Closed guard

Sometimes referred to as full guard. The closed guard is the typical guard position. The legs are hooked behind the back of the opponent, preventing them from standing up or moving away. The opponent needs to open the legs up to be able to improve positioning. The bottom combatant might transition between the open and closed guard, as the open guard allows for better movement, but also increased risk in the opponent passing the guard.

Open guard

The open guard is typically used to perform various joint locks and chokeholds. The legs can be used to move the opponent, and to create leverage. The legs open allows the opponent to stand up or try to pass the guard, so this position is often used temporarily to set up sweeps or other techniques. Open guard is also a general term that encompasses a large number of guard positions where the legs are used to push, wrap or hook the opponent without locking the ankles together around them.

Butterfly guard

The butterfly guard involves both of the legs being hooked with the ankles in between the opponents legs, against the inside of the opponents thighs. The opponent is controlled using both legs and arms. The butterfly guard is often short-lived since the opponent might be able to move quite freely. The leverage in the butterfly guard allows for powerful sweeps. The butterfly guard also allows one to elevate or set the opponent off balance, because of this it is particularly useful in avoiding damage from ground and pound and for many transitions. This guard very effective in mixed martial arts, with B.J. Penn as an advocate of it in an MMA setting.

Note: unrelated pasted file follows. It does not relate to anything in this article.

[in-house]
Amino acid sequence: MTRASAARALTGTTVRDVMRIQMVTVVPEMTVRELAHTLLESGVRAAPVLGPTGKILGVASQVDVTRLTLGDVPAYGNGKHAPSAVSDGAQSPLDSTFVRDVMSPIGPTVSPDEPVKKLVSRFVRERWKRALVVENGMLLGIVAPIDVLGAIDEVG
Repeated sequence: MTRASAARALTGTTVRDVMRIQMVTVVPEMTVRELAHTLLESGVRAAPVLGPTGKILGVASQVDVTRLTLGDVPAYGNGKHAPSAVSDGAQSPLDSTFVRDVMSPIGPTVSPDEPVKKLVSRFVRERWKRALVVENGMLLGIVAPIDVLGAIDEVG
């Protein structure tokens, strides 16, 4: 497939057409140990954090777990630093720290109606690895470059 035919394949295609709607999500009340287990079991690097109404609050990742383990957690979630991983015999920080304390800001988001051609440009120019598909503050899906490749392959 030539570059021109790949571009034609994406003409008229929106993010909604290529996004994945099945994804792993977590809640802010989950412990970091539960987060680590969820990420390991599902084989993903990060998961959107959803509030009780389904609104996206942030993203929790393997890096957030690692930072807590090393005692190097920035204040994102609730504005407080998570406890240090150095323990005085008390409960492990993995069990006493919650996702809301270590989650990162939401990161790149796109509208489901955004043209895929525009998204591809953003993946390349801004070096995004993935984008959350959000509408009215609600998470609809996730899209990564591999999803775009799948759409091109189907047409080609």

The x-guard is an open guard where one of the combatants is standing up and the other is on their back. The bottom combatant uses the legs to entangle one of the opponent's legs, which creates opportunities for powerful sweeps. The x-guard is often used in combination with butterfly and half guard. In a grappling match, this is an advantageous position for the bottom combatant, but in general hand-to-hand combat, the top combatant can attack with stomps or soccer kicks. This having been said, skilled use of the X guard can prevent the opponent from attempting a kick, or throw them off balance should they raise a leg. The X-guard was popularised by Marcelo Garcia.